Surgery along the course of the RLN can lead to vocal cord paralysis and dysphonia postoperatively. Surgery of the brainstem, skull base, neck (thyroid surgery) and chest can cause injury to the RLN along its path, and the phonic disability is easily explained. Surgeries in distant regions, especially of short duration, causing vocal cord injury are more perplexing in their aetiologies, and it is then that the anaesthetic technique and the airway management come under the scanner and warrant further analysis. Duration of surgery and anaesthesia is a critical factor, more so in surgeries lasting over 6 h.[8]

The differential diagnosis of vocal cord palsy occurring after an intubation includes arytenoid dislocation, hereditary neuropathies, synechia of processus vocalis and psychogenic paresis.[19]

Clinically, patients usually present with hoarseness of voice, voice fatigue, sore throat, raspy voice and increased throat clearing which may progress to total voice loss. Rarely, patients may present with total voice loss itself as the first complaint.[26] They may also present with stridor, apnoea and agitation in more severe cases.

It is important to assess the structure and function of the vocal cords to come to a definitive diagnosis. Diagnosis is confirmed with flexible/rigid fibreoptic laryngoscopy, electroglottography, videostrobolaryngoscopy and laryngeal videoendoscopy. Laryngeal function evaluation is performed by fundamental frequency perturbation analysis and subjective speech analysis. The latter requires two doctoral-level speech pathologists who analyse the recordings of the patients' voices. Postoperative changes are characterised by decreased intensity, reduced effect and increased roughness.[6],[27]

  Management Top

Most cases resolve spontaneously over days to weeks but may cause long-term morbidity.[28] Guided speech therapy and voice exercises hasten early return of functional phonation.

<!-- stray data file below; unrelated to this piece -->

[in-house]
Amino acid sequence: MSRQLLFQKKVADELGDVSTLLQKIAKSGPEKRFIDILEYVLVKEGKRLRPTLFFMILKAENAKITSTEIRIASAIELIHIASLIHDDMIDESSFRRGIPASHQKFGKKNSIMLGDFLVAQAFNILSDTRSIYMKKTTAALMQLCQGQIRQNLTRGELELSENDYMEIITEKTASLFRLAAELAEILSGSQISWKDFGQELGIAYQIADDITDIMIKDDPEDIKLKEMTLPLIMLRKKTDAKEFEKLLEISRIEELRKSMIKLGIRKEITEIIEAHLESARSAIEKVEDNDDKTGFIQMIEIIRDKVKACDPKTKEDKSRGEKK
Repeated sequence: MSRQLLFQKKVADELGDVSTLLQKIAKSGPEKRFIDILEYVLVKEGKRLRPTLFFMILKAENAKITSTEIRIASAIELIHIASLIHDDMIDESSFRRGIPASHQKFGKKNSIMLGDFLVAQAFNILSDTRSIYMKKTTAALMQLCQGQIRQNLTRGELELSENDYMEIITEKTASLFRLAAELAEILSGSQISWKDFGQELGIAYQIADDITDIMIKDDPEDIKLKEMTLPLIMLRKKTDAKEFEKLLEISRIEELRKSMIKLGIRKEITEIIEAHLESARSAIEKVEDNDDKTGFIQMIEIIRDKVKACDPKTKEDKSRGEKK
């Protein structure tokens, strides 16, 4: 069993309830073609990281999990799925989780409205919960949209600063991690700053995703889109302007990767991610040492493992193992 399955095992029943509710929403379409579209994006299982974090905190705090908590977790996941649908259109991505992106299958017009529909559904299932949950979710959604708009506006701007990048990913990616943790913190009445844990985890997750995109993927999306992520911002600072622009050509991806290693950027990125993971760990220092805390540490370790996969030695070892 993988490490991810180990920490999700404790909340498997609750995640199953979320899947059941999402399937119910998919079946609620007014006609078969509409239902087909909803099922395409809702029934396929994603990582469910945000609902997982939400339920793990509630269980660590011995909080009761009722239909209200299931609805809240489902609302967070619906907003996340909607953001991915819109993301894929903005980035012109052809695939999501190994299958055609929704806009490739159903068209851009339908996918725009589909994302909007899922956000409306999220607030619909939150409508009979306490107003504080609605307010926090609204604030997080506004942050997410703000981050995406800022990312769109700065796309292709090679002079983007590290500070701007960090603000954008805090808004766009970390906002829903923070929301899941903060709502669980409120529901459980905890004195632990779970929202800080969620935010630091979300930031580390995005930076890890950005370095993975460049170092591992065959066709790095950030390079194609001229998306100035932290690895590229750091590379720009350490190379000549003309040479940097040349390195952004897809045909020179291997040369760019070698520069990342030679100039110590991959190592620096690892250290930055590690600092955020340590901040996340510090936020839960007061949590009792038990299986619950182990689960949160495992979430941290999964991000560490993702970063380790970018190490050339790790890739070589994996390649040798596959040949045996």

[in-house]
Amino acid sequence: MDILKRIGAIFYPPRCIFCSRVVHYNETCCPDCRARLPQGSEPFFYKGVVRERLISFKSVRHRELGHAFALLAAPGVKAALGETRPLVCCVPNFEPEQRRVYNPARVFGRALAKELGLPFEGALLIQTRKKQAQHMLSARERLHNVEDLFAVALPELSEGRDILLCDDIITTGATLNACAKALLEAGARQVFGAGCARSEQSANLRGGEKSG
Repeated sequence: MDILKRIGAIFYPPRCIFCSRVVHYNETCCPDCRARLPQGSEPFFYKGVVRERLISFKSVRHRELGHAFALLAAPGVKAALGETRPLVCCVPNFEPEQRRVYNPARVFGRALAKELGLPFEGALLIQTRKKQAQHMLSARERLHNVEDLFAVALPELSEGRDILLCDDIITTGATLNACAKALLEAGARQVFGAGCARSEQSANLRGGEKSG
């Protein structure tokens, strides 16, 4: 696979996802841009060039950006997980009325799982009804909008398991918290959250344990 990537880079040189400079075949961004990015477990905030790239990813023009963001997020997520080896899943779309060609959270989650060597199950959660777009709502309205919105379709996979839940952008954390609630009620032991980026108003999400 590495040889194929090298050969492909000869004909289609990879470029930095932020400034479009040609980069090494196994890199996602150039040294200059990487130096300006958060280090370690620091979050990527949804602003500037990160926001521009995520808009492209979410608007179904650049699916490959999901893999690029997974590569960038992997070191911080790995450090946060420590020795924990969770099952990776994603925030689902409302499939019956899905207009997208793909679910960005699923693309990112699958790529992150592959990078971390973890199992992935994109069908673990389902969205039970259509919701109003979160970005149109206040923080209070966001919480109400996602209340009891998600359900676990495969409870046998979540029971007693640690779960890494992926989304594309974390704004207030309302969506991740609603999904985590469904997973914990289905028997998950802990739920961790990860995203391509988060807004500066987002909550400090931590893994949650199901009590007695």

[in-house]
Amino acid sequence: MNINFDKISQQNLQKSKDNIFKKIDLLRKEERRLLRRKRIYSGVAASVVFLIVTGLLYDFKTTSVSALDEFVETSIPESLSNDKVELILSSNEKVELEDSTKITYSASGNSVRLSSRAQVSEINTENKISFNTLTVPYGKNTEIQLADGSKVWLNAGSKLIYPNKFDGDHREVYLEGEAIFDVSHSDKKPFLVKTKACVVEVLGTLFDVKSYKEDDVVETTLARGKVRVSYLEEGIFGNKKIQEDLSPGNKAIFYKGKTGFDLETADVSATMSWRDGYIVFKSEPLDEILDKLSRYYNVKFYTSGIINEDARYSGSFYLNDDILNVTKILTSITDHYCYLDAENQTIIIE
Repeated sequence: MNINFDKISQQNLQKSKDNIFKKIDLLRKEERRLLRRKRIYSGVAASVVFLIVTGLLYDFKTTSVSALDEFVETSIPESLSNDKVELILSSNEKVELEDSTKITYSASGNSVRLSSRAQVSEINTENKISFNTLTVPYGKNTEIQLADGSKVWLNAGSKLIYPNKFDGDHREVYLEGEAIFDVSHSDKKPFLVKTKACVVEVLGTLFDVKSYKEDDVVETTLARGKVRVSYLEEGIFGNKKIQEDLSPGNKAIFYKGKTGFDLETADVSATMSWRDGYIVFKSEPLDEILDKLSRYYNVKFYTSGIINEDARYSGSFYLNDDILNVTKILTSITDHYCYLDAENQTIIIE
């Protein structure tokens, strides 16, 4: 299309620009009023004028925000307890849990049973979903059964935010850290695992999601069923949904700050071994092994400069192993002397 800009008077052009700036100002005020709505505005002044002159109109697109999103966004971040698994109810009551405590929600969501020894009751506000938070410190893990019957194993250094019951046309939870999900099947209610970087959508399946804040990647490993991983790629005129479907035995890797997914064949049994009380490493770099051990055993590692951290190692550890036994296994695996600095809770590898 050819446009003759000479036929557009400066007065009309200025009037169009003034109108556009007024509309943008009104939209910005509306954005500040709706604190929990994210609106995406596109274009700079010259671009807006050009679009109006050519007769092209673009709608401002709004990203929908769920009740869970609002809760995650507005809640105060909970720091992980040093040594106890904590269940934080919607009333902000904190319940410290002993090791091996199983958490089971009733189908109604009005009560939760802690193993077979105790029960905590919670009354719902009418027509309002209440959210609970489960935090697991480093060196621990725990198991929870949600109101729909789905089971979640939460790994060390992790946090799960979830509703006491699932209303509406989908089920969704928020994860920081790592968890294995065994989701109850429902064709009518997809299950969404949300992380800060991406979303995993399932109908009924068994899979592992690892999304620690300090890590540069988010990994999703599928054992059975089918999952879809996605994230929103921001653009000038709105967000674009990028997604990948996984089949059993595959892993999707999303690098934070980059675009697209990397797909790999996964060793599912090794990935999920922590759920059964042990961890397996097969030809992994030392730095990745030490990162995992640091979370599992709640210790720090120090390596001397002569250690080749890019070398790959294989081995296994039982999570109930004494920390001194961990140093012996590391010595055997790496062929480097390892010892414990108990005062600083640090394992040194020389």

Medialisation procedures with injection of an inert Teflon into the paralysed cord and resection of posterior vocal cord with or without arytenoid cartilage are the treatment options in more severe cases.[29]

  Preventive Measures Top

As prevention is the best form of treatment, we propose a safety checklist to minimise or avoid the occurrence of this disturbing complication of voice loss following endotracheal intubation. The safety checklist may be conveniently divided into three segments - preoperative, intraoperative and postoperative. [Table 1]
Table 1: Safety checklist for prevention of voice loss following endotracheal intubation

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  Conclusion Top

Voice loss following endotracheal intubation is a rare but alarming complication. It occurs more commonly in patients aged more than 50 years with concomitant diseases such as diabetes, hypertension and GERD with prolonged and difficult intubations. The main focus should be on prevention. Selecting an appropriate-sized ET; placing the cuff well below the vulnerable zone, at 15 mm below the vocal cords; monitoring cuff pressure and ensuring adequate anaesthetic depth intraoperatively and smooth extubation postoperatively will help in avoiding this problem. Prompt diagnosis and a coordinated multidisciplinary approach will be the cornerstone in ensuring early return to a functional social life for the patient. Well-designed randomised studies and standardised protocols using acoustic analysis both pre- and postoperatively along with voice handicap index are suggested for further research.[13][30],[31]

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Conflicts of interest

There are no conflicts of interest.